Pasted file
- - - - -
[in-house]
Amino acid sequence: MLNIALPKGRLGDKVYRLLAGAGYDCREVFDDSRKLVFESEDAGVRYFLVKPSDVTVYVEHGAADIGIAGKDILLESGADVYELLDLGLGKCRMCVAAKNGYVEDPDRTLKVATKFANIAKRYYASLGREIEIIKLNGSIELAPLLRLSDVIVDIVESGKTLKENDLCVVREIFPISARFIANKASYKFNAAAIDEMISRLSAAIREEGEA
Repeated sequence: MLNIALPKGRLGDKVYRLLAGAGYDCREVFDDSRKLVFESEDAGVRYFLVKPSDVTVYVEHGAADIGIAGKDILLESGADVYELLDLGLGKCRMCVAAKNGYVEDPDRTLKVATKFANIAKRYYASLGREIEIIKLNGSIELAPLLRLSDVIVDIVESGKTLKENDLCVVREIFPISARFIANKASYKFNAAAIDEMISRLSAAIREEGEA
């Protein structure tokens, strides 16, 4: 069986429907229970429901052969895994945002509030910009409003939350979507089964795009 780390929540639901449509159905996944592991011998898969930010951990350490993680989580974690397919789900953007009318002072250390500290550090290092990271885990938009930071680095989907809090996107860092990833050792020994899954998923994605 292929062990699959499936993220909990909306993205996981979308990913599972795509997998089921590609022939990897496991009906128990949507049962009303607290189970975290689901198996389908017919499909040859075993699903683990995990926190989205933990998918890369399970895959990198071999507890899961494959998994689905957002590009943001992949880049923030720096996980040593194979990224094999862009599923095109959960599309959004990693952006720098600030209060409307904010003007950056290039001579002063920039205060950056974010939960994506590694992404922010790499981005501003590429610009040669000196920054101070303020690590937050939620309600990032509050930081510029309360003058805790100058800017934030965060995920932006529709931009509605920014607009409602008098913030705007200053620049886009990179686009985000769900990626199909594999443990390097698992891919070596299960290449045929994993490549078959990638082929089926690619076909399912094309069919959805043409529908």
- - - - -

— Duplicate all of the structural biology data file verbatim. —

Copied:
[in-house]
Amino acid sequence: MLNIALPKGRLGDKVYRLLAGAGYDCREVFDDSRKLVFESEDAGVRYFLVKPSDVTVYVEHGAADIGIAGKDILLESGADVYELLDLGLGKCRMCVAAKNGYVEDPDRTLKVATKFANIAKRYYASLGREIEIIKLNGSIELAPLLRLSDVIVDIVESGKTLKENDLCVVREIFPISARFIANKASYKFNAAAIDEMISRLSAAIREEGEA
Repeated sequence: MLNIALPKGRLGDKVYRLLAGAGYDCREVFDDSRKLVFESEDAGVRYFLVKPSDVTVYVEHGAADIGIAGKDILLESGADVYELLDLGLGKCRMCVAAKNGYVEDPDRTLKVATKFANIAKRYYASLGREIEIIKLNGSIELAPLLRLSDVIVDIVESGKTLKENDLCVVREIFPISARFIANKASYKFNAAAIDEMISRLSAAIREEGEA
């Protein structure tokens, strides 16, 4: 069986429907229970429901052969895994945002509030910009409003939350979507089964795009 780390929540639901449509159905996944592991011998898969930010951990350490993680989580974690397919789900953007009318002072250390500290550090290092990271885990938009930071680095989907809090996107860092990833050792020994899954998923994605 292929062990699959499936993220909990909306993205996981979308990913599972795509997998089921590609022939990897496991009906128990949507049962009303607290189970975290689901198996389908017919499909040859075993699903683990995990926190989205933990998918890369399970895959990198071999507890899961494959998994689905957002590009943001992949880049923030720096996980040593194979990224094999862009599923095109959960599309959004990693952006720098600030209060409307904010003007950056290039001579002063920039205060950056974010939960994506590694992404922010790499981005501003590429610009040669000196920054101070303020690590937050939620309600990032509050930081510029309360003058805790100058800017934030965060995920932006529709931009509605920014607009409602008098913030705007200053620049886009990179686009985000769900990626199909594999443990390097698992891919070596299960290449045929994993490549078959990638082929089926690619076909399912094309069919959805043409529908």